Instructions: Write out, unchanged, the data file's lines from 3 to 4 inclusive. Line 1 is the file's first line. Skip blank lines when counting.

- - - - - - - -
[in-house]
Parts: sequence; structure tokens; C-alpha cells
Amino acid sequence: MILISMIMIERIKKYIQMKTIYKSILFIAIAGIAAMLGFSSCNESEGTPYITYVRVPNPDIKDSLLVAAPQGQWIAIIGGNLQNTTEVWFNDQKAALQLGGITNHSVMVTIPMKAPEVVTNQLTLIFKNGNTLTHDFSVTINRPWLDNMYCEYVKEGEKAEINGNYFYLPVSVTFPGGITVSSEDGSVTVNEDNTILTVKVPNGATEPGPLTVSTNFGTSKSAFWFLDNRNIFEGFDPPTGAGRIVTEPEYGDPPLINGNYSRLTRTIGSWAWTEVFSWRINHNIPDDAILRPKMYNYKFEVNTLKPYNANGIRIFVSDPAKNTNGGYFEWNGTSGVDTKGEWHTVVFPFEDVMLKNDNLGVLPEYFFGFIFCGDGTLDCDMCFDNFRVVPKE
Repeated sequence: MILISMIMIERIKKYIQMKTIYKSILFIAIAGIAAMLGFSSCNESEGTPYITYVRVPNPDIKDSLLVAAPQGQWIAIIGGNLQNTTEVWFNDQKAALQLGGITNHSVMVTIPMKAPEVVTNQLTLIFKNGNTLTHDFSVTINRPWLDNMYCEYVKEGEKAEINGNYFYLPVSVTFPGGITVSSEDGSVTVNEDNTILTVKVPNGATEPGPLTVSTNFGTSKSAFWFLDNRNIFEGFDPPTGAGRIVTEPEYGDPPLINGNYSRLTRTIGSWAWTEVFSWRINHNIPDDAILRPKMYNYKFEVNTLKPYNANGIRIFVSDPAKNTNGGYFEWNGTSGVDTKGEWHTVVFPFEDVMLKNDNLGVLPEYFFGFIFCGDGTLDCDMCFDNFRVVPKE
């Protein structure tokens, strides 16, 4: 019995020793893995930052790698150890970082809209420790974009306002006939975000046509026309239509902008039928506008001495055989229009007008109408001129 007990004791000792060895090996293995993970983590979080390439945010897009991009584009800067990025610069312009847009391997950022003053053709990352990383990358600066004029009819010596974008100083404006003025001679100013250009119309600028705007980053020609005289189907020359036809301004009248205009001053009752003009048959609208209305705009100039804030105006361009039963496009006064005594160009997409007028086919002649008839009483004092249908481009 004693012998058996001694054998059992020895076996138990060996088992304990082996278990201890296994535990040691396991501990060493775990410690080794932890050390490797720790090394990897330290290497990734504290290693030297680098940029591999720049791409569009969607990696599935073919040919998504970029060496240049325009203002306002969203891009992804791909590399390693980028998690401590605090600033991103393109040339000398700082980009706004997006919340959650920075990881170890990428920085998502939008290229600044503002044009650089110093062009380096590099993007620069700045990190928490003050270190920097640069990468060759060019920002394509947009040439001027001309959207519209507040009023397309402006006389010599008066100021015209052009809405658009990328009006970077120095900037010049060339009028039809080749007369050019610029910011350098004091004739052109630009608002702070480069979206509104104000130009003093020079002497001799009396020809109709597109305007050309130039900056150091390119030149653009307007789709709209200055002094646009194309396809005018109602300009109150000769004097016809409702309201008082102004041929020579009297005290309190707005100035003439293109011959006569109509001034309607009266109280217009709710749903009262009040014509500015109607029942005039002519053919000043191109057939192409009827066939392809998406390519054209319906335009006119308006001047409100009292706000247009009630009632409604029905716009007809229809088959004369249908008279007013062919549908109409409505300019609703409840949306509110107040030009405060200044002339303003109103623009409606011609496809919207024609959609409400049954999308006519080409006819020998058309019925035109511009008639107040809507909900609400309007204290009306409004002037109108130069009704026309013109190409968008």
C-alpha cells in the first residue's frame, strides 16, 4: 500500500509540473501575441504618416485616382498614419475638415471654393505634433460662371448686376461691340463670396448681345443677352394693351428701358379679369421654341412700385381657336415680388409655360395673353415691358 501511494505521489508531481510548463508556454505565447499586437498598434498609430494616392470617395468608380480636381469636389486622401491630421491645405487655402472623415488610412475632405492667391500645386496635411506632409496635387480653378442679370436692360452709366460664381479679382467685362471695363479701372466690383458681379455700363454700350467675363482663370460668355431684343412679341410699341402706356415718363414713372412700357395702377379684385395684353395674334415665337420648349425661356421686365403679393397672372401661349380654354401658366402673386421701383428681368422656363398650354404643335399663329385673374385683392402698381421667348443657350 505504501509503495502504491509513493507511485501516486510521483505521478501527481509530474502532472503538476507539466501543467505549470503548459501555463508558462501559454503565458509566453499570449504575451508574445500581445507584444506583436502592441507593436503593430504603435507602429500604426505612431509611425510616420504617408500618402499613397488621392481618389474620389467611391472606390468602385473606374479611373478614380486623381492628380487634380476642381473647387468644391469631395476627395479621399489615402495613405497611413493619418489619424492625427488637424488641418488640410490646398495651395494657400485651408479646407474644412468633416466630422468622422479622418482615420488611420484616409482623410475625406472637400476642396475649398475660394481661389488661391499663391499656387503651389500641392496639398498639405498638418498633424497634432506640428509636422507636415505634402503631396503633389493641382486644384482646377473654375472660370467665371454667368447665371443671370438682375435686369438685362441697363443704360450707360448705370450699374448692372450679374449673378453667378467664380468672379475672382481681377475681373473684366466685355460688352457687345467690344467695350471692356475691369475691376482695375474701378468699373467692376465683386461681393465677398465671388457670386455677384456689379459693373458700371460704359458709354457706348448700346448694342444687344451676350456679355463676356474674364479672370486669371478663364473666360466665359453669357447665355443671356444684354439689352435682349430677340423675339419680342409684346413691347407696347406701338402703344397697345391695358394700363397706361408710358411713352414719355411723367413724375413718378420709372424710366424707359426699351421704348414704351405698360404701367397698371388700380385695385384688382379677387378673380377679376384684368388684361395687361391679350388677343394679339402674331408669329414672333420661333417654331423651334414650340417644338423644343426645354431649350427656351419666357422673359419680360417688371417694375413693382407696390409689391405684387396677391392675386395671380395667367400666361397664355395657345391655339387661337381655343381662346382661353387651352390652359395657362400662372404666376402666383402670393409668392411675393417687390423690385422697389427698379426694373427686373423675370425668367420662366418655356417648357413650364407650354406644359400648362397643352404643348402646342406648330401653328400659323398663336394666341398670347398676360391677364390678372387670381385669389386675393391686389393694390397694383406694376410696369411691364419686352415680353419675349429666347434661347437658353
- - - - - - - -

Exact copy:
Amino acid sequence: MILISMIMIERIKKYIQMKTIYKSILFIAIAGIAAMLGFSSCNESEGTPYITYVRVPNPDIKDSLLVAAPQGQWIAIIGGNLQNTTEVWFNDQKAALQLGGITNHSVMVTIPMKAPEVVTNQLTLIFKNGNTLTHDFSVTINRPWLDNMYCEYVKEGEKAEINGNYFYLPVSVTFPGGITVSSEDGSVTVNEDNTILTVKVPNGATEPGPLTVSTNFGTSKSAFWFLDNRNIFEGFDPPTGAGRIVTEPEYGDPPLINGNYSRLTRTIGSWAWTEVFSWRINHNIPDDAILRPKMYNYKFEVNTLKPYNANGIRIFVSDPAKNTNGGYFEWNGTSGVDTKGEWHTVVFPFEDVMLKNDNLGVLPEYFFGFIFCGDGTLDCDMCFDNFRVVPKE
Repeated sequence: MILISMIMIERIKKYIQMKTIYKSILFIAIAGIAAMLGFSSCNESEGTPYITYVRVPNPDIKDSLLVAAPQGQWIAIIGGNLQNTTEVWFNDQKAALQLGGITNHSVMVTIPMKAPEVVTNQLTLIFKNGNTLTHDFSVTINRPWLDNMYCEYVKEGEKAEINGNYFYLPVSVTFPGGITVSSEDGSVTVNEDNTILTVKVPNGATEPGPLTVSTNFGTSKSAFWFLDNRNIFEGFDPPTGAGRIVTEPEYGDPPLINGNYSRLTRTIGSWAWTEVFSWRINHNIPDDAILRPKMYNYKFEVNTLKPYNANGIRIFVSDPAKNTNGGYFEWNGTSGVDTKGEWHTVVFPFEDVMLKNDNLGVLPEYFFGFIFCGDGTLDCDMCFDNFRVVPKE